Robert E October 16, 2011 at 04:10 PM
Malcom first let me say I am not here supporting the Christian religion I am not a Christian I am pagan. What I am supporting is a person’s choice to have or not have a religious view. You can't separate a persons religious views from the rest of him its part of what makes them, them. When you are doing a story on a persons life their religion is part of that life and to them may be a large part of that life. If you have been a journalist for over two decades and never reported on the religion of the person that shows your personal bias. If all you learned about Dr. Hagan is that he prays a lot and likes the pope maybe you should reread the article with the blinders off and an open mind. You have every right not to believe and no one has the right to force you to believe but other people have a right to believe and you don't have a right to tell them not to. I Wish everybody would learn to just let people believe what they want. It would be a much better world. I agree with you it would be nice to see reports about other religions besides Christianity but I have learned to accept that that seldom happens in this society and does not change what I personally believe. I hope you can learn to just let them believe what they want secure in knowing what you believe is true to you.
malcom lagauche October 16, 2011 at 05:31 PM
Of course, I've written articles in which I mention a person's religion or non-belief. But they are in the context of the article, not as the major part of a general look at a local person who has accomplished many things. In the case of Dr. Hagan, it would be appropriate to give a mention that he is a devout person. But, almost the entire article was religiously-based. I've written biographical articles about Islamic scholars and Christian activists. In them, religion does come into play more than with the average person. However, when I've interviewed Sparky Anderson or Don Larson or Wilt Chamberlain, I never asked them about their religion. I realize this argument can go on indefinitely. I am taking a journalistic view of this, not a relgious one. In fact, atheists are religiously neutral. We don't hate relligion, we just don't practice it. I have written many a piece criticizing people or groups for denigrating Christians, Muslims, Jews and pagans, as well as other believers. In San Diego, we have an active pagan community. I am close friends with many. If you notice, in an earlier article in the Patch, a speaker at Holy Ghost Church denigrated pagans. I made a point of this in my comment. It included a hateful statement against people who did not adhere to Christian beliefs. There should have been a line drawn in using that quote.That's the problem when you mix religious thought with reporting facts about an event.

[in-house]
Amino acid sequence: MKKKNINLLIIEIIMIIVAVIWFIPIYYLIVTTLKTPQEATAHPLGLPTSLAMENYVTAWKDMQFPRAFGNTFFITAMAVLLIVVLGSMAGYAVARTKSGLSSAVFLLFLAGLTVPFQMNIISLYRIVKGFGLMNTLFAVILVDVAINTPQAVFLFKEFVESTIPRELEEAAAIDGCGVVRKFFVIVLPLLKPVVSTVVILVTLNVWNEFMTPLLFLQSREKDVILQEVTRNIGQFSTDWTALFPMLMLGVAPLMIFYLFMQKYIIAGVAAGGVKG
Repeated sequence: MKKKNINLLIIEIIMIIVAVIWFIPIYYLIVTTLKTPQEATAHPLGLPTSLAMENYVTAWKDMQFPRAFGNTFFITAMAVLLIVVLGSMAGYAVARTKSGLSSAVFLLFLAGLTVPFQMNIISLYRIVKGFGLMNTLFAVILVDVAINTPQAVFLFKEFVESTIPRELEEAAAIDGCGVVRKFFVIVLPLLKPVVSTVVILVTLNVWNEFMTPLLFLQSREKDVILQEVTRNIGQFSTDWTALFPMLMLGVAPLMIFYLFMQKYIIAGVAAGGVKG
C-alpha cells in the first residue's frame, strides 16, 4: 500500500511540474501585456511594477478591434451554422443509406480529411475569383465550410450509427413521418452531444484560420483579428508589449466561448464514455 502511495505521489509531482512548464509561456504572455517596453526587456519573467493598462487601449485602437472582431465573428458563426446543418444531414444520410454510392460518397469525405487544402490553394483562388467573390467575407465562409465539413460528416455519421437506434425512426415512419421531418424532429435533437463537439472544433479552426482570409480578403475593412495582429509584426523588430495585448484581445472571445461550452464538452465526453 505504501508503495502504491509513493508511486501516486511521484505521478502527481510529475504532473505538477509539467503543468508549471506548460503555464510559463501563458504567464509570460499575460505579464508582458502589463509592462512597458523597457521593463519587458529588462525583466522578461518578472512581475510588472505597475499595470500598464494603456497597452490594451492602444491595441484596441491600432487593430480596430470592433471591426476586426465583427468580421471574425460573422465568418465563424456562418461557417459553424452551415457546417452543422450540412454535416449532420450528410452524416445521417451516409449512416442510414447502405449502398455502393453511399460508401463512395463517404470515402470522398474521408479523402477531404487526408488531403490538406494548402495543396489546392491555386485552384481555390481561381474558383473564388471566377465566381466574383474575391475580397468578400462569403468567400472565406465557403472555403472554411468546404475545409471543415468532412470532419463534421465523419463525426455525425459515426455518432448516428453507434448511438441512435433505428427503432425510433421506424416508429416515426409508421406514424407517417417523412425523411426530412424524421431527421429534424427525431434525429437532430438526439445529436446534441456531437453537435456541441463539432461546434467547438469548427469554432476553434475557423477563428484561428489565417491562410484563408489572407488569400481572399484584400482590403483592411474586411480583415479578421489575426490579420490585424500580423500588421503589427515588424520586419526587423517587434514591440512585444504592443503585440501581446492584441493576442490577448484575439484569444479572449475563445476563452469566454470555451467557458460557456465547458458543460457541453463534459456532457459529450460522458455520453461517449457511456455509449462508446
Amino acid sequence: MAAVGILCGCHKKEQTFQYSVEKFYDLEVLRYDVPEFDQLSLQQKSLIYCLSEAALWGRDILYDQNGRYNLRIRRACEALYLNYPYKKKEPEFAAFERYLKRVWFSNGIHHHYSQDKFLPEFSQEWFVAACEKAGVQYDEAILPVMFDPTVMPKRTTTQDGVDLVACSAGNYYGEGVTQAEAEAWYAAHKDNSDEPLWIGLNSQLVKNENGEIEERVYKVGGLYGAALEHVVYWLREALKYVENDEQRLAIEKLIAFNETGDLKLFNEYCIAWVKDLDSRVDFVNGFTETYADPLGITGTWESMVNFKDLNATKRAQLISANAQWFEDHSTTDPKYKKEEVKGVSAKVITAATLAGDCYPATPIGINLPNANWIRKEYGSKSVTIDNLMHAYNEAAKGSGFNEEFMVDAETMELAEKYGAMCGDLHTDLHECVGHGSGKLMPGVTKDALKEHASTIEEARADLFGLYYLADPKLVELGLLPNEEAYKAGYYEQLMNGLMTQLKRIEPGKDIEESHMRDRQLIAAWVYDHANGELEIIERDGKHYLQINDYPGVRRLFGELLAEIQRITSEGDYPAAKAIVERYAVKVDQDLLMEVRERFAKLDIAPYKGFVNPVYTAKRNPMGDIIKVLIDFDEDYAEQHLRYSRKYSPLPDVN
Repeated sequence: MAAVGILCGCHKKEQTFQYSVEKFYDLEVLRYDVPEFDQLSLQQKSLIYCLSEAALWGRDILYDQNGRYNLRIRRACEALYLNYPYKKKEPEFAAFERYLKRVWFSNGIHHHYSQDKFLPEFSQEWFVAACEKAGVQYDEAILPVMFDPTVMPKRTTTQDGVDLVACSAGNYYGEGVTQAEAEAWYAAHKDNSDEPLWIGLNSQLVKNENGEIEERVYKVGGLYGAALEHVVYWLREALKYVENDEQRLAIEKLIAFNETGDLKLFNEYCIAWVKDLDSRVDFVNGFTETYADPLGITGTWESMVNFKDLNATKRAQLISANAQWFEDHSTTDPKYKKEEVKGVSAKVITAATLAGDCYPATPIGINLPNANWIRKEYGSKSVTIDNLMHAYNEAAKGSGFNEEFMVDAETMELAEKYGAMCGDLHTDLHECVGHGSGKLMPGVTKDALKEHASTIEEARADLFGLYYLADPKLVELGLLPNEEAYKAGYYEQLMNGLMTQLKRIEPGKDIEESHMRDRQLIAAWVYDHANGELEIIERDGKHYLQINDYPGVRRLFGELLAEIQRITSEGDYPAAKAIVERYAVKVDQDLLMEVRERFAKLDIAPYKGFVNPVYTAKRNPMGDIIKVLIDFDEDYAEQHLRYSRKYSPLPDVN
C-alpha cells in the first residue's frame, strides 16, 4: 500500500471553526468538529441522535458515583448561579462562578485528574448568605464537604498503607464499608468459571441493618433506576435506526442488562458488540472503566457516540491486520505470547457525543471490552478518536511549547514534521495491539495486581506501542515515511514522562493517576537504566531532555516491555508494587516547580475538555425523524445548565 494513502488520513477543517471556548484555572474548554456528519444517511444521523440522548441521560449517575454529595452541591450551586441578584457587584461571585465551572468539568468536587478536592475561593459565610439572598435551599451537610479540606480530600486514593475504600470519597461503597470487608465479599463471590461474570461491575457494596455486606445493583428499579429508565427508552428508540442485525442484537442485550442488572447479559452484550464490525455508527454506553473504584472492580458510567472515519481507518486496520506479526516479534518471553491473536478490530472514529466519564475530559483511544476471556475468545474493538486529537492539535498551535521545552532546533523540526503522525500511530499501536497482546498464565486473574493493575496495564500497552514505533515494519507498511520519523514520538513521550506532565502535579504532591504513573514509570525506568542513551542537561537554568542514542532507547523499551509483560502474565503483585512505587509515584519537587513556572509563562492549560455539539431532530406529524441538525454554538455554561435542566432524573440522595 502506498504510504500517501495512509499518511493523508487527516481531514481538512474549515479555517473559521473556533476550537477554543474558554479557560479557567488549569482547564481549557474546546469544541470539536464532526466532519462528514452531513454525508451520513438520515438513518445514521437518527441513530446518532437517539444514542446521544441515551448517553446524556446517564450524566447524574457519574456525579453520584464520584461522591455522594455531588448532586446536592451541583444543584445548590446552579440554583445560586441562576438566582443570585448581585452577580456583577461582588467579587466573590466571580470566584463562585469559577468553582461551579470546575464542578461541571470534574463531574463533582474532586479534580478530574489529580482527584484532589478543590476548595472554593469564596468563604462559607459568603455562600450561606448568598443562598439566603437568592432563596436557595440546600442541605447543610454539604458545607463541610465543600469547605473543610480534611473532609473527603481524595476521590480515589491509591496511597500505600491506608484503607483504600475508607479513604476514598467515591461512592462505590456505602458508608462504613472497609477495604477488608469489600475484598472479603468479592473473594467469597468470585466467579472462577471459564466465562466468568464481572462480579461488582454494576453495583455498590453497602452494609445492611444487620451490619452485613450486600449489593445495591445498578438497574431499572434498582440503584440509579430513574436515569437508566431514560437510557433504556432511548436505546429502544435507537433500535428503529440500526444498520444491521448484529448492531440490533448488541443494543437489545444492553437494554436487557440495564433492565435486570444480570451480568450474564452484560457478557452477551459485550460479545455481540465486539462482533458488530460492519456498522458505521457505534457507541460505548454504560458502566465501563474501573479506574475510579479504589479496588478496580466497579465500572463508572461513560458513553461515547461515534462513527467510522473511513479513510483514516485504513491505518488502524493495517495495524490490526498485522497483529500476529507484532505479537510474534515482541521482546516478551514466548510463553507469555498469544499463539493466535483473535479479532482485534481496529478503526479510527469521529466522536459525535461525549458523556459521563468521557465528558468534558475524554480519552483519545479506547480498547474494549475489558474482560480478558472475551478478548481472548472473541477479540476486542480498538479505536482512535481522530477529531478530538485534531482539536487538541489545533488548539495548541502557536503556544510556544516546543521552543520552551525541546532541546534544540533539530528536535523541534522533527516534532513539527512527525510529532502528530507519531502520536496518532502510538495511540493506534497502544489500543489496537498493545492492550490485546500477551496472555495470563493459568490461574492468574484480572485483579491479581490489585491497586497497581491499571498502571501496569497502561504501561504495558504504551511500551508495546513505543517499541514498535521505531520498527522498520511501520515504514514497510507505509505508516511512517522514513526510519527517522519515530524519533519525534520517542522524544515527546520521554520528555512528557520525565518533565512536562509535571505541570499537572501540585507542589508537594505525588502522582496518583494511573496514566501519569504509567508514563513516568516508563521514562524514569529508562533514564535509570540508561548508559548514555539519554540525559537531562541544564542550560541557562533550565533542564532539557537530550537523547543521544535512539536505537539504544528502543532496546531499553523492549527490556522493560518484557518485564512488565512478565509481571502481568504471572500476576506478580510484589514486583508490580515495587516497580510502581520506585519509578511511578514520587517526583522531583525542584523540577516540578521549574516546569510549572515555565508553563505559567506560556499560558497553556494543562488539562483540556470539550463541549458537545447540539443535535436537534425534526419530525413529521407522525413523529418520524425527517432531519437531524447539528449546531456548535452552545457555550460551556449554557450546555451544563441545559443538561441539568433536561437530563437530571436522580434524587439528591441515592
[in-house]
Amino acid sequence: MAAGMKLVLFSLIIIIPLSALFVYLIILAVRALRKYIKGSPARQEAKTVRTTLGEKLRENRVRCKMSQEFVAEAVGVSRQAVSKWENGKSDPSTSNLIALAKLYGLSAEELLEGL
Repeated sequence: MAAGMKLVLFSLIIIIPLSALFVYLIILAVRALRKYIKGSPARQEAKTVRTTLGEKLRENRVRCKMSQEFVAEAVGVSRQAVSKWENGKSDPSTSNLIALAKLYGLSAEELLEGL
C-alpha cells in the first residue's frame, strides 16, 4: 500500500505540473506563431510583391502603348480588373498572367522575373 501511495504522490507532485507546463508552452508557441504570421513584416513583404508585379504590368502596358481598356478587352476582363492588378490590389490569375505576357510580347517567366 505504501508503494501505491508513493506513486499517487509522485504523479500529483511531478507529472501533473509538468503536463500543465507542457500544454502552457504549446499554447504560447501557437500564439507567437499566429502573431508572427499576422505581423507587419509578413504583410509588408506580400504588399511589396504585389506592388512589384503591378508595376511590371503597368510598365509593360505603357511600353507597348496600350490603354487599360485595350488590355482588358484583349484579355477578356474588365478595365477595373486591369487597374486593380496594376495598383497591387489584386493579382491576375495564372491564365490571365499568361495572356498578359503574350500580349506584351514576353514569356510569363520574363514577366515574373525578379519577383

Robert E October 16, 2011 at 06:29 PM